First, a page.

- Planet Mackey
- Sled Dog Mail
- Iditarod National Historic Trail
- Addison Powell in Valdez
- Dog Gone Addiction
- W. T. Geisman, Photographer
- 1967 Centennial Race
- The Origins of Mushing
- 1911 Iditarod Sweepstakes
- The First Iditarod, 2nd Edition
- All Alaska Sweepstakes
- Sled Dog Tales
- Alaska & The Klondike
- Alaska Railroad 1902-1923
- Joe Redington, Sr.
- The Call of the Wild
- Alaska Road Commission
- Roadhouse Registers
- Ernest de Koven Leffingwell
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Joe Redington came to Alaska in 1948, settling on a homestead near Knik, south of Wasilla, with his family. He learned about sled dogs and how to handle a dog team from his new neighbors, mail and freight team driver Sharon Fleckenstein and Lee Ellexson, one of the last dog team mail drivers on the Iditarod Trail. Continue reading
An excerpt from Jack London’s The Call of the Wild (Macmillan, 1903), the fictional account of events in the life of the great sled dog Buck who, at this point in the story, ran in the traces of a courier for the Canadian Government, bearing important dispatches. Continue reading
The Commission did not favor use of these trails by trucks or automobiles, declaring in 1914 that it made “no pretense of having built roads adapted for automobile travel….” Continue reading
Ernest de Koven Leffingwell was a joint commander, with Ejnar Mikkelsen, of the 1906-1908 Anglo-American Polar Expedition, which established that, contrary to long-held myths and stories, there was no land north of Alaska.
Self-described as “the forgotten explorer,” as his efforts went largely unrecognized in his own time, Leffingwell is credited for later mapping about 150 miles of the Arctic coastline, between Point Barrow and Herschel Island, along with the adjacent Brooks Range, between 1906 and 1914. Continue reading
The Call of the Wild, by Jack London, was published in 1903, and the story is set in the Yukon during the 1890’s Klondike Gold Rush—a period when strong sled dogs were in high demand. Continue reading
There are many strange and unusual stories in the annals of northern sled dog travel, but one of the most fascinating concerns an enigmatic Japanese explorer and adventurer named Jujiro Wada. Born in Japan in the 1870s, the second son of a lower-class samurai warrior, he traveled to the U.S. in 1890 and worked as a cabin boy for the Pacific Steam Whaling Company and at Barrow for the renowned Charlie Brower, manager of the Cape Smythe Whaling and Trading Company, which history buffs agree was probably where he learned to handle sled dogs and began learning the Alaska Native languages. Continue reading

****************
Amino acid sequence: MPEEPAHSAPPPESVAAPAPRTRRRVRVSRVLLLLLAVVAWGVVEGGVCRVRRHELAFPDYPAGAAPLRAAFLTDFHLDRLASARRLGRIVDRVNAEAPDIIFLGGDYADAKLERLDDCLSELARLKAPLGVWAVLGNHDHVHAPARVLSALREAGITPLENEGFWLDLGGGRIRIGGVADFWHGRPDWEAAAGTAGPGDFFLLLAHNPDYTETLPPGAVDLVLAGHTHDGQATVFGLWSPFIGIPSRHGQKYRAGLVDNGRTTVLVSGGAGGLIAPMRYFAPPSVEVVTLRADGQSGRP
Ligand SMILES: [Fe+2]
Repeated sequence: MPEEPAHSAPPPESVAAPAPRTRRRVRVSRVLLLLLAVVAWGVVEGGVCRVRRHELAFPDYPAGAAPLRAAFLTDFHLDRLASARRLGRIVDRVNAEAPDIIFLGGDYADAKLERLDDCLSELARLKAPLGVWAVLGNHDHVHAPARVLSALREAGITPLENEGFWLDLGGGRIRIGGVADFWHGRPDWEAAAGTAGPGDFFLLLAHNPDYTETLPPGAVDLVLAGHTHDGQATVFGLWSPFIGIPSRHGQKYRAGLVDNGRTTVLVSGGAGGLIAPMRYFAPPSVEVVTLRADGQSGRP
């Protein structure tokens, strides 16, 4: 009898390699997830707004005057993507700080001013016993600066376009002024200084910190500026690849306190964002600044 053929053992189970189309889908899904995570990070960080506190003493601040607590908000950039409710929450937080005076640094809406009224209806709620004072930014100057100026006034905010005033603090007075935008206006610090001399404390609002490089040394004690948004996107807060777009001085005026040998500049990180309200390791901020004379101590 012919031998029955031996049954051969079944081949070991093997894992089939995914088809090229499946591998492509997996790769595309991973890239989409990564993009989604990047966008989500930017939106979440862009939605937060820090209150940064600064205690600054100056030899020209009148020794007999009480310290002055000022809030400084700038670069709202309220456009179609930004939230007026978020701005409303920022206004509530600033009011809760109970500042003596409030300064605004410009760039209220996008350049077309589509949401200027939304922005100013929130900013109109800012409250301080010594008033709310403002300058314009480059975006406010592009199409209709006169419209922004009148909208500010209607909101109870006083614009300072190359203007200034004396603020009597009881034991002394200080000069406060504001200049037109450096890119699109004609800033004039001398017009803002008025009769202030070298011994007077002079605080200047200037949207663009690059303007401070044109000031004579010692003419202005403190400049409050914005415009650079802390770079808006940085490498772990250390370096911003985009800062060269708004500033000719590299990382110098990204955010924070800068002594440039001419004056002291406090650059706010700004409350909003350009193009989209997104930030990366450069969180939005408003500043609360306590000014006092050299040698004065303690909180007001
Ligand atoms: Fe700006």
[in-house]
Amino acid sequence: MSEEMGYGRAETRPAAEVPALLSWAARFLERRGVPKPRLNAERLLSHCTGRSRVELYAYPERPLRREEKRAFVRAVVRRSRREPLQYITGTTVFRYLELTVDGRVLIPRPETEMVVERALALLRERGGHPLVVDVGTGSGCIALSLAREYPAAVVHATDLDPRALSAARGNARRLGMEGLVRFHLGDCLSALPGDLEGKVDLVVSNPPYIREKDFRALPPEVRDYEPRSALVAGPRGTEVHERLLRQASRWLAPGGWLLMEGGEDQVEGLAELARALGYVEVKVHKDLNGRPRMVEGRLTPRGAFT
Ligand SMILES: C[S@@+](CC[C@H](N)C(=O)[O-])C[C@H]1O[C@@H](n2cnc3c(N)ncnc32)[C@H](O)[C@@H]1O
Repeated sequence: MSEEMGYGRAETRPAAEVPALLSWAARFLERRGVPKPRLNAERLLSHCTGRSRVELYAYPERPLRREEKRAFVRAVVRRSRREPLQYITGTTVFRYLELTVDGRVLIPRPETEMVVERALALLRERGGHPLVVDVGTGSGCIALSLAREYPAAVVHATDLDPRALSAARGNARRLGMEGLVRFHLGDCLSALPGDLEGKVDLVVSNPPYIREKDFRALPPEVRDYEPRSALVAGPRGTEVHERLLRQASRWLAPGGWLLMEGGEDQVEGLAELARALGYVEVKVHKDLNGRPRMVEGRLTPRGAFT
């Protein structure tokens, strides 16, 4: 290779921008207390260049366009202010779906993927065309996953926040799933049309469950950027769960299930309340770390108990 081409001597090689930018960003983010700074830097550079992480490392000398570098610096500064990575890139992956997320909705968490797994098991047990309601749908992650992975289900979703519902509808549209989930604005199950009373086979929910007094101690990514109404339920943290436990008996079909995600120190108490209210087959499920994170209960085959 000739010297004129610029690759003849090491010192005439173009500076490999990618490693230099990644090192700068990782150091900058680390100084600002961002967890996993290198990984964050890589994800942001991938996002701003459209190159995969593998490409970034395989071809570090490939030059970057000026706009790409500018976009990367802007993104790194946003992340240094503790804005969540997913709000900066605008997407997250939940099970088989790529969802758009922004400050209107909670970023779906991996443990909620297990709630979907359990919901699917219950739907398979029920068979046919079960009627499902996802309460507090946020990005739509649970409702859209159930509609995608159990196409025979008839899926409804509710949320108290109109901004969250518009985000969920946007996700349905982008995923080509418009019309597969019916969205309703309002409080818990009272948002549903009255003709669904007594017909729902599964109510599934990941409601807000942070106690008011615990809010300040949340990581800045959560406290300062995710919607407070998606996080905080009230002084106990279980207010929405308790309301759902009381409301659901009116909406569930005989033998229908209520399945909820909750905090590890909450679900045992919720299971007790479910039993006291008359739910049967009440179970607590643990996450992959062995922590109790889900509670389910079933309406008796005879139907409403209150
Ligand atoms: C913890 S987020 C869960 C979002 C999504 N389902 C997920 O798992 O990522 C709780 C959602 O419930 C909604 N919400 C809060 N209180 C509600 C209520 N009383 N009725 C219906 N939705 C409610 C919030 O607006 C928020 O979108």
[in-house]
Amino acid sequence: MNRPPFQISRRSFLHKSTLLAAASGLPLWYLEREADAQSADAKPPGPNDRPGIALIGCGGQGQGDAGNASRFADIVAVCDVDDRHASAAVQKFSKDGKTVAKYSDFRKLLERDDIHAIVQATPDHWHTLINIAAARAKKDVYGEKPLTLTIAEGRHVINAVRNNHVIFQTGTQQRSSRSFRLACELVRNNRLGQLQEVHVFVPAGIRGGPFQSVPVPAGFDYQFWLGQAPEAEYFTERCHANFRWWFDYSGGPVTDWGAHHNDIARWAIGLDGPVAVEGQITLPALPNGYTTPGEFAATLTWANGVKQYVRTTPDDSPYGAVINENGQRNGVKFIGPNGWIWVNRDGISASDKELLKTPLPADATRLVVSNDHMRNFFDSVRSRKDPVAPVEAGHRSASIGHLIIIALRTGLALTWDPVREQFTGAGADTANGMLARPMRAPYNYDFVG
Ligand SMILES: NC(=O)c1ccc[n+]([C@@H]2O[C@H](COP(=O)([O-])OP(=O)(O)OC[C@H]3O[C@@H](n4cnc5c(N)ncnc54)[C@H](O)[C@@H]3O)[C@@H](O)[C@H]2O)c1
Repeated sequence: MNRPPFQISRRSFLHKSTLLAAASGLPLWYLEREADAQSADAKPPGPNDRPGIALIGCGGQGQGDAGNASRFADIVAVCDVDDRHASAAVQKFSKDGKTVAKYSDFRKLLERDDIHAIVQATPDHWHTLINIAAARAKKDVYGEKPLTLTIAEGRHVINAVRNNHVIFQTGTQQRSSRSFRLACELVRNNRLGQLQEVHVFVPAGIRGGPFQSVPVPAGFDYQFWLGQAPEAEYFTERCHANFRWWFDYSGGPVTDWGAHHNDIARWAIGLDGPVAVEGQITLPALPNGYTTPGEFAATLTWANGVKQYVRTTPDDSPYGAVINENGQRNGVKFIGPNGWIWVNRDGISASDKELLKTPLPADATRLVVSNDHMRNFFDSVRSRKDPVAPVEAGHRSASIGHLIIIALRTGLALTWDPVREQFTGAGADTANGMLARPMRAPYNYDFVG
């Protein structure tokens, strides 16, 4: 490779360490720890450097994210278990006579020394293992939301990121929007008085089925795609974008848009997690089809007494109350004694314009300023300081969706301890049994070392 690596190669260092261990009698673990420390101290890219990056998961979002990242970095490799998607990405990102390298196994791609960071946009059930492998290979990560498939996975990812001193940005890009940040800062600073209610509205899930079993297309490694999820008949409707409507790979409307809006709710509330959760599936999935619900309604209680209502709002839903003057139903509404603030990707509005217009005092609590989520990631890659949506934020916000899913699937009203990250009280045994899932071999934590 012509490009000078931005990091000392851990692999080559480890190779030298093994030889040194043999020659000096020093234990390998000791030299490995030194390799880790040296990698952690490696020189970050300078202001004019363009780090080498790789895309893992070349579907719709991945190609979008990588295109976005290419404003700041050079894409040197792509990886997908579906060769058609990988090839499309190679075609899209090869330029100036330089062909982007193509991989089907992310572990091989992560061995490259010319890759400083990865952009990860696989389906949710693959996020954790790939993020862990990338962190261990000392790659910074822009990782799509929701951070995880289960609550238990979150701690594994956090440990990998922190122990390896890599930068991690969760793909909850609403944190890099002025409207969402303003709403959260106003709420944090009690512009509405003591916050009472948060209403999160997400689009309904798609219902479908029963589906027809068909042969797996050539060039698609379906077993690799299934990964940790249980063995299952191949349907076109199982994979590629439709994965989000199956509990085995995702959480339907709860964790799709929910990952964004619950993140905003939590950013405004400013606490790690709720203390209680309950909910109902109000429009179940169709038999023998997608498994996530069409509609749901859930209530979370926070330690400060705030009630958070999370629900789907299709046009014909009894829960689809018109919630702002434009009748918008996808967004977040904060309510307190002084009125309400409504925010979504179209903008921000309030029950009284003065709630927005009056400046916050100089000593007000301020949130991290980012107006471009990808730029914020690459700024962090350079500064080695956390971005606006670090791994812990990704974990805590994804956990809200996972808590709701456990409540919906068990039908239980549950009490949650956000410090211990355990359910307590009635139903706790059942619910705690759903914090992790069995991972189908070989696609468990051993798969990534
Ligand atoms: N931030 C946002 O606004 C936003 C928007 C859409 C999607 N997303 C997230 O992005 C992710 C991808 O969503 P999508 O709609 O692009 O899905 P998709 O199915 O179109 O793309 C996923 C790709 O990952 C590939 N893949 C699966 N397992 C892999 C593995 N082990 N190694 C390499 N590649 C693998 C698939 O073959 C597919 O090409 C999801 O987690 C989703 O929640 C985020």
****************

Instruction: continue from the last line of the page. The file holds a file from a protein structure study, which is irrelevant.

‘Alaska and the Klondike, Early Writings and Historic Photographs,’ compiled and edited by Helen Hegener, was published May 10, 2018, and is now available as an Amazon Kindle eBook.
Charting an unknown country, exploring a wondrous land, searching for gold, delivering freight and mail beyond where any roads would reach, these were the exciting topics of books which became northland classics, with titles such as ‘Ten Thousand Miles with a Dog Sled,’ ‘The Land of Tomorrow,’ and ‘Along Alaska’s Great River.’
Wonderful photographs accompany the often colorful writings of Frederick Schwatka, Hudson Stuck, Robert Service, Josiah Edward Spurr, and many others as they tell of adventures, explorations, fortunes won and lost, and the magnificent promise of our great northern lands. Read the words of those intrepid travelers who accepted the challenge of the north and left an indelible mark in their writing of it. Their first-hand observations are invaluable to understanding the history, as when world traveller Frank Carpenter noted while touring the construction of the Alaska Railroad: “I was so fortunate as to see Anchorage in the stump, tent, and shack stage, though it was growing marvelously fast. I give you my notes just as I penned them when I was on the spot, seeing how Uncle Sam’s engineers and executives were putting through their big job.”
Alaskan author Helen Hegener has compiled an engaging journey through the literary history of Alaska and the Klondike, and an introduction to some of the most compelling books ever written about the North.
The Kindle edition of this 2018 book is formatted as a print replica Kindle book, which maintains the rich formatting and layout of the print edition. Order your own copy today for only $5.99 (Kindle MatchBook $2.99). Continue reading
Now on Kindle, this book presents historic photos of dozens of individual roadhouses, and along with the colorful histories are first-hand accounts of those who stayed at the roadhouses while traveling the early trails and roads of Alaska, including the Reverend Samuel Hall Young, Frank G. Carpenter, Judge James Wickersham, Leonhard Seppala, Col. Walter L. Goodwin, and Matilda Clark Buller, who opened a roadhouse near Nome in 1901, at the height of the Nome Gold Rush. From Haly’s Roadhouse at Fort Yukon to the Grandview Roadhouse near Seward, and from the Slana Roadhouse south of Tok to the Deering Roadhouse on Kotzebue Sound, these respected establishments made travel in territorial Alaska possible. Continue reading
Alaskan Sled Dog Tales, by Helen Hegener, shares the important history of sled dogs in Alaska, highlighting the adventures of legendary mushers such as Leonhard Seppala, Scotty Allan, and ‘Iron Man” Johnson, and explaining how sled dogs were an integral part of historic events such as the 1925 Serum Run to Nome. True stories include Alaskan mail carrier Eli Smith’s epic trip to Washington, D.C., Alaska Nellie’s daring rescue of a lost mail carrier, the Rev. Samuel Hall Young’s 1913 trip over the Iditarod Trail, and Territorial Judge James Wickersham’s 1901 dogsled trip down the frozen Yukon River from Eagle to Rampart. Fascinating stories of Alaska’s history as seen from the runners of a dogsled, told by the adventurous souls who made the journeys.